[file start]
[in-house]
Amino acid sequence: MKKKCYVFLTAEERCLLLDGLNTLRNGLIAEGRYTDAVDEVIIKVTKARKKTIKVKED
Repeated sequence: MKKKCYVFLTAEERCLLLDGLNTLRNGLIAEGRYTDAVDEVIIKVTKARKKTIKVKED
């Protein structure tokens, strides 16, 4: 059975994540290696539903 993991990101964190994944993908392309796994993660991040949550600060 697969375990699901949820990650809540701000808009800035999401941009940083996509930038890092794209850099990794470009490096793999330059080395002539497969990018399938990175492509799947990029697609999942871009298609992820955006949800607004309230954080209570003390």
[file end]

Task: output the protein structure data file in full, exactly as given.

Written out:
[in-house]
Amino acid sequence: MKKKCYVFLTAEERCLLLDGLNTLRNGLIAEGRYTDAVDEVIIKVTKARKKTIKVKED
Repeated sequence: MKKKCYVFLTAEERCLLLDGLNTLRNGLIAEGRYTDAVDEVIIKVTKARKKTIKVKED
């Protein structure tokens, strides 16, 4: 059975994540290696539903 993991990101964190994944993908392309796994993660991040949550600060 697969375990699901949820990650809540701000808009800035999401941009940083996509930038890092794209850099990794470009490096793999330059080395002539497969990018399938990175492509799947990029697609999942871009298609992820955006949800607004309230954080209570003390």